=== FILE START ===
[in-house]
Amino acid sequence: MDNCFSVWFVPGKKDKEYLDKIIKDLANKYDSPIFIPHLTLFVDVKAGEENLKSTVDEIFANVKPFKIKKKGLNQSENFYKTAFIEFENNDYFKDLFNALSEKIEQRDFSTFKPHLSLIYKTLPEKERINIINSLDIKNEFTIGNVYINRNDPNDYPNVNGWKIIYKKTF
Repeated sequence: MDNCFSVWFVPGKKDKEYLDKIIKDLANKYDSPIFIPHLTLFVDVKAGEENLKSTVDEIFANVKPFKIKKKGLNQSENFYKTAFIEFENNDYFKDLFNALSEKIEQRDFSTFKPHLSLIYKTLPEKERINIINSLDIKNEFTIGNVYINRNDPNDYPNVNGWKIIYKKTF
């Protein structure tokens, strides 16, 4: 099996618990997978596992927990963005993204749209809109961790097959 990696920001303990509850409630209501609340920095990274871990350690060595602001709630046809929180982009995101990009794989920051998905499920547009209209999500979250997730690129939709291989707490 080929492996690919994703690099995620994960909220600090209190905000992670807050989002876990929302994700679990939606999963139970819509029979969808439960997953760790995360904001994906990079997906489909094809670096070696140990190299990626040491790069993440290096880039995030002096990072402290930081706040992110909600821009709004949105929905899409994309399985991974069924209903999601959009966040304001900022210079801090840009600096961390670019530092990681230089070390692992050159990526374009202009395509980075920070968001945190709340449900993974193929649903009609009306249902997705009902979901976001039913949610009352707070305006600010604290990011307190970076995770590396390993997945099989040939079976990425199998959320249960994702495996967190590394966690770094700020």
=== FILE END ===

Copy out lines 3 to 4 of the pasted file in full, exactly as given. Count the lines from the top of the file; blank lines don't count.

Repeated sequence: MDNCFSVWFVPGKKDKEYLDKIIKDLANKYDSPIFIPHLTLFVDVKAGEENLKSTVDEIFANVKPFKIKKKGLNQSENFYKTAFIEFENNDYFKDLFNALSEKIEQRDFSTFKPHLSLIYKTLPEKERINIINSLDIKNEFTIGNVYINRNDPNDYPNVNGWKIIYKKTF
């Protein structure tokens, strides 16, 4: 099996618990997978596992927990963005993204749209809109961790097959 990696920001303990509850409630209501609340920095990274871990350690060595602001709630046809929180982009995101990009794989920051998905499920547009209209999500979250997730690129939709291989707490 080929492996690919994703690099995620994960909220600090209190905000992670807050989002876990929302994700679990939606999963139970819509029979969808439960997953760790995360904001994906990079997906489909094809670096070696140990190299990626040491790069993440290096880039995030002096990072402290930081706040992110909600821009709004949105929905899409994309399985991974069924209903999601959009966040304001900022210079801090840009600096961390670019530092990681230089070390692992050159990526374009202009395509980075920070968001945190709340449900993974193929649903009609009306249902997705009902979901976001039913949610009352707070305006600010604290990011307190970076995770590396390993997945099989040939079976990425199998959320249960994702495996967190590394966690770094700020």